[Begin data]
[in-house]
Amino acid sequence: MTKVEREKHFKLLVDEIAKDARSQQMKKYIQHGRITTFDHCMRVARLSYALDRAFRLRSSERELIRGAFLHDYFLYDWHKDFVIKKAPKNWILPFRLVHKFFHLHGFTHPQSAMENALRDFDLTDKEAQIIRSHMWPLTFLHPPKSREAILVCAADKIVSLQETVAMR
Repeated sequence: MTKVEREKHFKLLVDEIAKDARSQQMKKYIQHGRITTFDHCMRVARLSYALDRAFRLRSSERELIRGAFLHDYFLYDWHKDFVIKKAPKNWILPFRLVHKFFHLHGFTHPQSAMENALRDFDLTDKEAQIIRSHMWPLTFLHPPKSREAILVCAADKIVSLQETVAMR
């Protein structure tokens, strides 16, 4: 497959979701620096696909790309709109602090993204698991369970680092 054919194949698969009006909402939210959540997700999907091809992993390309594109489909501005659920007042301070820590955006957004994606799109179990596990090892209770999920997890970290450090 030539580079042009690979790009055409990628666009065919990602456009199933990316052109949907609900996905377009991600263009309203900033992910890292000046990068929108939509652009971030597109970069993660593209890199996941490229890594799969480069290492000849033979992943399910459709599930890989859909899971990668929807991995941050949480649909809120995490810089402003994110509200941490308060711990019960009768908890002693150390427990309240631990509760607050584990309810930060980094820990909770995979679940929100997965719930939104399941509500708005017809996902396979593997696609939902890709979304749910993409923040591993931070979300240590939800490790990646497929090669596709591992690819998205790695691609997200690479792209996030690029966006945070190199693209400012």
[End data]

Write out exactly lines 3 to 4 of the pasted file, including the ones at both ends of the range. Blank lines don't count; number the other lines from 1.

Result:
Repeated sequence: MTKVEREKHFKLLVDEIAKDARSQQMKKYIQHGRITTFDHCMRVARLSYALDRAFRLRSSERELIRGAFLHDYFLYDWHKDFVIKKAPKNWILPFRLVHKFFHLHGFTHPQSAMENALRDFDLTDKEAQIIRSHMWPLTFLHPPKSREAILVCAADKIVSLQETVAMR
């Protein structure tokens, strides 16, 4: 497959979701620096696909790309709109602090993204698991369970680092 054919194949698969009006909402939210959540997700999907091809992993390309594109489909501005659920007042301070820590955006957004994606799109179990596990090892209770999920997890970290450090 030539580079042009690979790009055409990628666009065919990602456009199933990316052109949907609900996905377009991600263009309203900033992910890292000046990068929108939509652009971030597109970069993660593209890199996941490229890594799969480069290492000849033979992943399910459709599930890989859909899971990668929807991995941050949480649909809120995490810089402003994110509200941490308060711990019960009768908890002693150390427990309240631990509760607050584990309810930060980094820990909770995979679940929100997965719930939104399941509500708005017809996902396979593997696609939902890709979304749910993409923040591993931070979300240590939800490790990646497929090669596709591992690819998205790695691609997200690479792209996030690029966006945070190199693209400012």